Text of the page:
/perspectives/weekly-viewpoint/monetary-morphine”-diluted-by-fiscal-foot-dragging

Monetary “Morphine” Diluted by Fiscal Foot Dragging

The Dow Jones Industrial Average (Dow) fell 0.15%, the Wilshire 5000 Total Market IndexSM (Wilshire 5000SM) dipped 0.24%, the Standard & Poor's 500® Index (S&P 500) lost 0.32% and the NASDAQ Composite Index (NASDAQ) shed 0.23%.

December 17, 2012    |    By Mike Schwager

Performance for Week Ending 12/14/12:

The Dow Jones Industrial Average (Dow) fell 0.15%, the Wilshire 5000 Total Market IndexSM (Wilshire 5000SM) dipped 0.24%, the Standard & Poor's 500® Index (S&P 500) lost 0.32% and the NASDAQ Composite Index (NASDAQ) shed 0.23%. Sector breadth was mixed as 7 S&P sector groups finished lower while 3 finished higher. The Materials sector (+1.64%) was the best performer, while the Consumer Discretionary sector (-1.23%) was the laggard.

Index* Closing Price 12/14/12 Percentage Change for Week Ending 12/14/12 Year-to-Date Percentage Change Through 12/14/12

Dow

13135.01

-0.15%

+7.51%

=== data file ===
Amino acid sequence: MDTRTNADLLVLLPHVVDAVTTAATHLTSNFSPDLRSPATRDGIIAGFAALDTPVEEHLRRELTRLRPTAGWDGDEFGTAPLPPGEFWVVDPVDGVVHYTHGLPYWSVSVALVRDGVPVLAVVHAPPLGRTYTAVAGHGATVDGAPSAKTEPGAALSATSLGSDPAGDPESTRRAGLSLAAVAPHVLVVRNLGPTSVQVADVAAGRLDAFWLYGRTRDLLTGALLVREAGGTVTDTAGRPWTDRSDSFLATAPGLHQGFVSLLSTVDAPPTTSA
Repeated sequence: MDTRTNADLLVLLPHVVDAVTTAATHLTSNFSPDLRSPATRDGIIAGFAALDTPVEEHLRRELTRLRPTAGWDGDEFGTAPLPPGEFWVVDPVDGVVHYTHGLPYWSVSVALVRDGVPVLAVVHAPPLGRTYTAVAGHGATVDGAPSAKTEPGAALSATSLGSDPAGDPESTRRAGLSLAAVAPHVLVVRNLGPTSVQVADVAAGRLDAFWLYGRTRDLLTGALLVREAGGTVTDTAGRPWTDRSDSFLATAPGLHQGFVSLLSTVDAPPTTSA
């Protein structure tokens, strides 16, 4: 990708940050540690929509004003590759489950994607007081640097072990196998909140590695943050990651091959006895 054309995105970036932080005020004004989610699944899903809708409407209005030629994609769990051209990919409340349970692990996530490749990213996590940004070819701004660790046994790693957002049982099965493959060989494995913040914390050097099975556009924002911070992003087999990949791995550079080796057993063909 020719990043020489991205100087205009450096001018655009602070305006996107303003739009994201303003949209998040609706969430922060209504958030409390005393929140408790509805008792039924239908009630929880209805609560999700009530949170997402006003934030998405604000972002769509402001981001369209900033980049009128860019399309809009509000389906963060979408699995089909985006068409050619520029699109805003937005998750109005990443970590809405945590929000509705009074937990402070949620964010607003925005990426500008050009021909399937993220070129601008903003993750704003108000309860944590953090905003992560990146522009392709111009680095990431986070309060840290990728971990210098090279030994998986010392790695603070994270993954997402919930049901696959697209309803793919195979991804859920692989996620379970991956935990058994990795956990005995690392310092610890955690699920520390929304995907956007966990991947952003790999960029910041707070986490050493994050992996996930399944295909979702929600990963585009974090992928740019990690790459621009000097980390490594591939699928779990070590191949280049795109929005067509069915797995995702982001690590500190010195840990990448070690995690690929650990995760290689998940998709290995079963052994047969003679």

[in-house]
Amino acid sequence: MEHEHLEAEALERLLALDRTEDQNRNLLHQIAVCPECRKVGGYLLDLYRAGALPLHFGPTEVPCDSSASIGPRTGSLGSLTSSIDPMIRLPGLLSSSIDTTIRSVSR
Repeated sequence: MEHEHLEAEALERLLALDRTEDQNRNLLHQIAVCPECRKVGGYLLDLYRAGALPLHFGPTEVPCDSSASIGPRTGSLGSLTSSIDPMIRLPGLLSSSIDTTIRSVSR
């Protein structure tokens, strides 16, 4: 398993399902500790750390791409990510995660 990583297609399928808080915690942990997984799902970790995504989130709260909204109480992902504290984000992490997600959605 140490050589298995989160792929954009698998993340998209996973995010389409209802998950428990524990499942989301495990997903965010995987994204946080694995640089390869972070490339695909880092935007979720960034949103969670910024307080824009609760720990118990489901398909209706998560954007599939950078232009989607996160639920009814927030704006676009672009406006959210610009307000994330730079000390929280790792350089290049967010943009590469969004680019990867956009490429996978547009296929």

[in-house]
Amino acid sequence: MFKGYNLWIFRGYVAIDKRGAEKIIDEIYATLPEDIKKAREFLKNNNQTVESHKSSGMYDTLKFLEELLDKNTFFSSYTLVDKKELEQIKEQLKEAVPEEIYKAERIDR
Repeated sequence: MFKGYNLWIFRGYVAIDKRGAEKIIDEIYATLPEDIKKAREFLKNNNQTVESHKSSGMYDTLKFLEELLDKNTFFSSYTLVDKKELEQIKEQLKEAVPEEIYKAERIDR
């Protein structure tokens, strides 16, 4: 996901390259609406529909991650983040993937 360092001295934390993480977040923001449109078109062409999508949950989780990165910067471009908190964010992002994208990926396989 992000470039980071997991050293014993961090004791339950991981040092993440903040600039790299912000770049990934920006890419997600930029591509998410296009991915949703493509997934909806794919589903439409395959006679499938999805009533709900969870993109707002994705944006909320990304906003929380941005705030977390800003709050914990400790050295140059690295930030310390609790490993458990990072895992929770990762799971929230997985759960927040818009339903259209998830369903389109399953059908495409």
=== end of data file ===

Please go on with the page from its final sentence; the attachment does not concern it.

Wilshire 5000

14596.50

-0.24%

+12.33%

S&P 500

1413.58

-0.32%

+12.40%

NASDAQ

2971.33

-0.23%

+14.06%

*See Last Page for Index Definitions    
 
MARKET OBSERVATIONS: 12/10/12 - 12/14/12

The major market indices finished the week little changed as investors appeared reluctant to commit capital due to the lack of progress in the fiscal cliff negotiations.  News of more monetary easing and further signs the U.S. economic backdrop continues to improve, were essentially shrugged off as the pending fiscal cliff deadline loomed large. Investors also pushed to the backburner additional evidence that the Chinese economy has likely bottomed as well as the granting of additional bailout funding to Greece.

Despite the sideways slog, the markets continue to be incredibly resilient, suggesting investors still feel confident that some sort of resolution will evolve over the next few weeks.  While the window to strike a deal by year end is starting to narrow, investors also realize that reaching a deal would likely be well received by the market. In other words, investors may be gauging that the bigger risk is being out of the market versus in it.